Psoriasis is a common chronic inflammatory disease of the immune system that speeds up the life cycle of skin cells. It typically involves the scalp, elbows, knees, hands, and feet, but can affect any part of the body such as the nails, mouth, and joints. As for its appearance, psoriasis appears as raised red patches and itchy white scales on the skin’s surface, which can either form on small sections of the body or cover the entire surface area of the skin. Psoriasis affects men and women equally, and is seen in people of all ages and races. Symptoms vary depending on the type, the most common of which is plaque psoriasis, and can negatively impact one’s psychological health, emotional well-being, and overall quality of life.
Scientifically speaking, psoriasis results from chronic changes in the epidermis, due to overstimulation of immune cells and excessive proliferation of keratinocytes that don’t mature correctly. Moreover, it is both a systemic and multifactorial disease. Systemic refers to the fact that psoriasis affects the entire body, not just the skin, and multifactorial means that it involves multiple factors, in this case environmental and genetic. Environmental factors which may trigger a psoriasis onset or flare-up include stress, cold and dry weather, HIV infections, trauma, withdrawal of corticosteroids, and certain drugs such as antimalarials, beta blockers, and lithium. In terms of genetic factors, these are still being researched, but scientists do know that psoriasis tends to run in families.
The most common symptoms of psoriasis include red rashes and inflamed skin that are covered with loose white scales, as well as itchy and painful skin that may crack or bleed, discoloration or pitting of the fingernails and toenails, and scaly plaques on the scalp. In addition to these, psoriasis is also associated with some serious health conditions such as type 2 diabetes, cancer, hypertension, heart disease, obesity, and inflammatory bowel disease. Furthermore, psoriasis is linked to autoimmune deficiencies like psoriatic arthritis, a condition of the joints that causes pain, swelling, and stiffness. In fact, 10 to 30 percent of people with psoriasis will also develop psoriatic arthritis.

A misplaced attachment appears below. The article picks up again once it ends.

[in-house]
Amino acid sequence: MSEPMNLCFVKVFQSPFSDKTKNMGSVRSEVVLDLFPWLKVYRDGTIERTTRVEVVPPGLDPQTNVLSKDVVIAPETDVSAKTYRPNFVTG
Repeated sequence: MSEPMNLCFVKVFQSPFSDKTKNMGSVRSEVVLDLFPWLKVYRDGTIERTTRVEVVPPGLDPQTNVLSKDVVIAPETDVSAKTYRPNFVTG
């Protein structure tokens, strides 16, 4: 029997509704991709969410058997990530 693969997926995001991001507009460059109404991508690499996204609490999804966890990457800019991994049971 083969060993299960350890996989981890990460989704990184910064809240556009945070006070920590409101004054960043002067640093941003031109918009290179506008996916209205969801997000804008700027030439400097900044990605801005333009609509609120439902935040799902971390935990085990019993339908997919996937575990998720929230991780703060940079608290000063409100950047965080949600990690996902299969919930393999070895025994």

Doctors diagnose psoriasis either visually or with a tissue biopsy, both of which are relatively straightforward processes. According to recent studies, at least 100 million individuals are affected by psoriasis worldwide, which is nearly 3 percent of the total population. In the United States alone, more than 8 million Americans have psoriasis and there are approximately 150,000 new cases each year. Nearly 60 percent of people with psoriasis report that the disease greatly impacts their everyday life, especially women and children. While the age of onset is usually between 15 and 35, psoriasis can develop in both younger and older individuals.
In terms of treatment, the three main types are topical, light therapy, and systemic medications. Topical treatments range from vitamin D analogues and Anthralin, to Calcineurin inhibitors and salicylic acid, to coal tar and moisturizers. Light therapy, or phototherapy, involves the use of natural or artificial ultraviolet light, either alone or in combination with medications. These include sunlight, UVB phototherapy, Goeckerman therapy, and excimer laser. Systemic medications, or oral and injected medications, are typically used as a last resort due to their severe side effects. Alternative treatments include lifestyle interventions and psychodermatology, the latter of which addresses the relationship between emotions and physical changes in the skin, using a combination of psychological and psychiatric techniques.